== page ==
Funeral Etiquette

Like everything in society, funeral etiquette and expectations have evolved over time.  Common sense and good discretion are the best guides to proper funeral conduct.  Here are a few do’s and don't's of funeral etiquette.


  • Express your condolences – It’s not easy to come up with eloquent words to offer sympathy to someone who has just lost a loved one, but simple words are usually all that is needed to let the bereaved know you care.  Simple statements such as,  “I'm sorry for your loss," and "My thoughts and prayers are with you and your family,” are enough.  If you can’t be at a funeral service in person, sending a card or leaving a message on a memorial website are perfect ways to express your sympathy.
  • Dress appropriately – Gone are the days of dressing up in all black for a funeral, but jeans and a t-shirt aren't usually acceptable either.  You should still dress to impress, avoiding any bright or flashy colors.  Wearing what you would wear for a wedding or a job interview is always appropriate. 
  • Sign the register book – The family will keep the register book as a memento for years.  Be sure to include your full name and relationship to the deceased.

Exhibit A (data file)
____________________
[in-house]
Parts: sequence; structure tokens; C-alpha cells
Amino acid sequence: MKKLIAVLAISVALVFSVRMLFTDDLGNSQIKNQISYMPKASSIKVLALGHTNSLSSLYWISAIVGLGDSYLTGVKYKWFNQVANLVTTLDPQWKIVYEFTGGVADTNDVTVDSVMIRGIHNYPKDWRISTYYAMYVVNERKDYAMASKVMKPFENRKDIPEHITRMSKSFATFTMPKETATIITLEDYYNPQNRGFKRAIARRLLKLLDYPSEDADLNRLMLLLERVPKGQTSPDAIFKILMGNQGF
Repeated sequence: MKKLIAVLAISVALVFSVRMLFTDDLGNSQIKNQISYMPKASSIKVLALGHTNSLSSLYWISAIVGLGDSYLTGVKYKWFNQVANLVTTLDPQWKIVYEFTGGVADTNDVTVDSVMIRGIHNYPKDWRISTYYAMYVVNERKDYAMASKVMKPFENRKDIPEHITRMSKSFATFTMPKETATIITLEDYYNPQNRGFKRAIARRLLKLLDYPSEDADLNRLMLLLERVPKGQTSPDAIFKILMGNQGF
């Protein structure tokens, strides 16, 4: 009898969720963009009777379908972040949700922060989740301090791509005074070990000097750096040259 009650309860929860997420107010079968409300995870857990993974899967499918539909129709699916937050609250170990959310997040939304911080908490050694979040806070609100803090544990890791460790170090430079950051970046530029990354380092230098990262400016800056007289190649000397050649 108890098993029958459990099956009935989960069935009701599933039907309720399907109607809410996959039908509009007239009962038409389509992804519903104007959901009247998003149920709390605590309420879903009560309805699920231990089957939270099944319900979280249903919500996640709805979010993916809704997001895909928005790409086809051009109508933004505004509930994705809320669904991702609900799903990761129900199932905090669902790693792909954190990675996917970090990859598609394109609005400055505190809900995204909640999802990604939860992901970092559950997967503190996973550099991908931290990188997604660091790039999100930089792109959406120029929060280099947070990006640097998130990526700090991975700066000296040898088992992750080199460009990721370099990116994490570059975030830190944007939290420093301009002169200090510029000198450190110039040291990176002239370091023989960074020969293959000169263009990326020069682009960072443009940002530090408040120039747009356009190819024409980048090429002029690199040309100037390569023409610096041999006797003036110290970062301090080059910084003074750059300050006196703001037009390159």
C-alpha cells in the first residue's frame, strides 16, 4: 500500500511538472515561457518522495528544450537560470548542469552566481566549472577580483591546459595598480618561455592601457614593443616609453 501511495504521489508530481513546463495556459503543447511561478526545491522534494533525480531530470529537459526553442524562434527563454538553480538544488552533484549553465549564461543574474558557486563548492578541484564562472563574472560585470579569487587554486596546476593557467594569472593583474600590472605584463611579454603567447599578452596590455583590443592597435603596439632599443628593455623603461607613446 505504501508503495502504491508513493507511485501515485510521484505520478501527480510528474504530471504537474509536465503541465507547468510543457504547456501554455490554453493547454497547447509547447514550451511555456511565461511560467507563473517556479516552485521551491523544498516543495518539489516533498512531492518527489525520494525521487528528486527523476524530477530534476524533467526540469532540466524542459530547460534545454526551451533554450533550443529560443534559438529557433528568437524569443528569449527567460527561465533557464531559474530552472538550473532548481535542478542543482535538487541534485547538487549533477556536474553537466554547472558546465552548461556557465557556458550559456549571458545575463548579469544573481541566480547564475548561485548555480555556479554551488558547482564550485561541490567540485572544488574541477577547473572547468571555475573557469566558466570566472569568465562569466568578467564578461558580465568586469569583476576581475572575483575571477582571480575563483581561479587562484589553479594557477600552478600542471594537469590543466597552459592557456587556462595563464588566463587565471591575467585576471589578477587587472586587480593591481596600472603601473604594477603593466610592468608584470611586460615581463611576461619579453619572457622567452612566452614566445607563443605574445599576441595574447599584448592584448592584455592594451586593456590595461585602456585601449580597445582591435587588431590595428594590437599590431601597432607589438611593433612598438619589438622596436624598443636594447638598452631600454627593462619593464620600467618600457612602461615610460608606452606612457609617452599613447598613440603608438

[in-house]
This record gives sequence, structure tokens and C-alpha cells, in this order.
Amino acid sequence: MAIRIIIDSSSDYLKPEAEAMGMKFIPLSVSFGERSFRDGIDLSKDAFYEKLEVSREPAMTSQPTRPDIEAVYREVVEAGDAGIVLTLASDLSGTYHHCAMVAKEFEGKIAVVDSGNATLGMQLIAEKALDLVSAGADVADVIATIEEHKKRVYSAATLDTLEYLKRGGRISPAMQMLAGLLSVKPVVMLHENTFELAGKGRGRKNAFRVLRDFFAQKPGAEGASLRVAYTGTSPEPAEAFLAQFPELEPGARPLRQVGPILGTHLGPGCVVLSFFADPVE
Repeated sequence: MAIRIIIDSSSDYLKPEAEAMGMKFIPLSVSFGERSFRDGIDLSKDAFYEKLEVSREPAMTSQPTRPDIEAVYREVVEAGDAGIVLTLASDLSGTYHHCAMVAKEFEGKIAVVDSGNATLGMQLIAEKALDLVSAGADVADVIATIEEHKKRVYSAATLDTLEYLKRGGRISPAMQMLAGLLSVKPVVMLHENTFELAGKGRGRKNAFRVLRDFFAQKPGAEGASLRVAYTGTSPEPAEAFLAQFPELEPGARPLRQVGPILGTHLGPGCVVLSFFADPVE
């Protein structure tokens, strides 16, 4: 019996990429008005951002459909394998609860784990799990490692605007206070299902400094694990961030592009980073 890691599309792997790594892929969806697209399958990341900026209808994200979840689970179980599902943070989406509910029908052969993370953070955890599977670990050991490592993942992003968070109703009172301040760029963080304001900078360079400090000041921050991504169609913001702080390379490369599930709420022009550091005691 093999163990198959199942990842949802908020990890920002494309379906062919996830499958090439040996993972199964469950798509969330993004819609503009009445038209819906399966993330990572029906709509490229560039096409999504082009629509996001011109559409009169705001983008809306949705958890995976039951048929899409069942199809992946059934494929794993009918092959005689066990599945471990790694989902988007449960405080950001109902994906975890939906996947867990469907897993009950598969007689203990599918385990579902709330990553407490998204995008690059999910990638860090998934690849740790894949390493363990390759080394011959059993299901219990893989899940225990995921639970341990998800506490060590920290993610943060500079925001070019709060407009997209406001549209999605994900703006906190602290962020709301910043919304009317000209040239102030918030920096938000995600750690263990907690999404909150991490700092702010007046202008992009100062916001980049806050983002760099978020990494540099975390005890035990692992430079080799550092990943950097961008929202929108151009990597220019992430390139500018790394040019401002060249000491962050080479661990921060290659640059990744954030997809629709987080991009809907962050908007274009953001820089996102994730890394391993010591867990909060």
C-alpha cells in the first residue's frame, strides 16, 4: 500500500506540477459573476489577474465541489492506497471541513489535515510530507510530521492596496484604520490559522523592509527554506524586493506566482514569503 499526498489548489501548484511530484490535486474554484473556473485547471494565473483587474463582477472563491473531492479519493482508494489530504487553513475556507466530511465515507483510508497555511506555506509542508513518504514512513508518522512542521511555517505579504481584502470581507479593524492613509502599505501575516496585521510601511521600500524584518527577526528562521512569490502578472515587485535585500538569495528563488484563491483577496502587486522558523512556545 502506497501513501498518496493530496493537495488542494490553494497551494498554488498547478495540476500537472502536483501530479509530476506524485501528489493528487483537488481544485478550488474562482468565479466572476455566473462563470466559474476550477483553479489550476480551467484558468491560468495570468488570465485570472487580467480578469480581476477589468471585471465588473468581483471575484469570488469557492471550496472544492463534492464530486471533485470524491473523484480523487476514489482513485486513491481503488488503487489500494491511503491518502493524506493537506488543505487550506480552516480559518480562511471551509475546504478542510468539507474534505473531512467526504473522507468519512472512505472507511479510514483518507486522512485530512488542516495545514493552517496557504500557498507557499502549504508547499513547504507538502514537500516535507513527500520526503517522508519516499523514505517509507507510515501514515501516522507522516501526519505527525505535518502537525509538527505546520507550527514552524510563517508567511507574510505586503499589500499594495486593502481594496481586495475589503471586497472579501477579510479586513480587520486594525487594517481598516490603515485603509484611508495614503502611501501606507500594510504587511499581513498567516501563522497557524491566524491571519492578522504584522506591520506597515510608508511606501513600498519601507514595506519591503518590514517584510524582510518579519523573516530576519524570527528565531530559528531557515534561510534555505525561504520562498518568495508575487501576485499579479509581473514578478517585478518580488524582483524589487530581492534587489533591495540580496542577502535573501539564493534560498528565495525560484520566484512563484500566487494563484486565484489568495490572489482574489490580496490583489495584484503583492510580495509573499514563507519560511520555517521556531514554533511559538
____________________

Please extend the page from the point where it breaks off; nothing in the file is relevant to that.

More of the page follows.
• Give a gift – You don’t need to go overboard with your gift - after all, it's the thought that counts.  Suitable gifts include: flowers, a donation to the charity of the family’s choice, or a commitment of service to the family at a later date.  A commitment of service can be something as simple as cooking dinner, or offering to clean up their house, or any of the “little” things that may be neglected while a family deals with death.  Make sure you provide a signed card so the family knows who gave the gift.
  • Keep in Touch – You may feel that the family needs their space and time to grieve, but a simple phone call or note after the funeral lets the family know you care.  With social networking, leaving a quick note is as simple as a click of a mouse.  The months following a death are when grieving friends and family need the most support.


  • Bring your cell phone – A ringing phone is highly inappropriate and will cause a disturbance, so turn any ringers or notifications off.  Even better, leave your phone at home or in your car.  A funeral isn't the time for texting or checking messages.
  • Allow your children to be a distraction – From a very young age, children are aware of death, and if the funeral is for someone close to them (grandparent, aunt, uncle) they should be given the option to attend.  However if it is not appropriate for your child to be there, and if you feel they will cause a commotion, leave them with a babysitter.
  • Be afraid to remember the good times – Funerals are obviously a time of grieving and mourning, but remembering the good times helps with the healing process.  Sharing a funny and appropriate story is acceptable, and in some cases, exactly what the deceased would have wanted.
  • Overindulge - If food or drink is served, don't over do it.   If alcohol is served, limit your intake to avoid the risk of doing something inappropriate.